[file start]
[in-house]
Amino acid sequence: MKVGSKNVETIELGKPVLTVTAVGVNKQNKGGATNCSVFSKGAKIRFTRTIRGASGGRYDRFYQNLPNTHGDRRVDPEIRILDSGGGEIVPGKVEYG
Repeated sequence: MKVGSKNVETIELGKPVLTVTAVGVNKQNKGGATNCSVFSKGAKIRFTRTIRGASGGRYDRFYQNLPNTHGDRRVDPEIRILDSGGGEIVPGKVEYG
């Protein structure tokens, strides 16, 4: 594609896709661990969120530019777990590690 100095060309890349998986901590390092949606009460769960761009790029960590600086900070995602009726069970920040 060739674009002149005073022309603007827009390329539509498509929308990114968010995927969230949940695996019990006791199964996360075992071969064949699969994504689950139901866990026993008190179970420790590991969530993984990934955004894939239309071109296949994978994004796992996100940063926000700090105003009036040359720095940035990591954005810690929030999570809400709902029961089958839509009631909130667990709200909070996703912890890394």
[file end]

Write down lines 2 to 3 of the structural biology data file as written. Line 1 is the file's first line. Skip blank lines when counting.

Amino acid sequence: MKVGSKNVETIELGKPVLTVTAVGVNKQNKGGATNCSVFSKGAKIRFTRTIRGASGGRYDRFYQNLPNTHGDRRVDPEIRILDSGGGEIVPGKVEYG
Repeated sequence: MKVGSKNVETIELGKPVLTVTAVGVNKQNKGGATNCSVFSKGAKIRFTRTIRGASGGRYDRFYQNLPNTHGDRRVDPEIRILDSGGGEIVPGKVEYG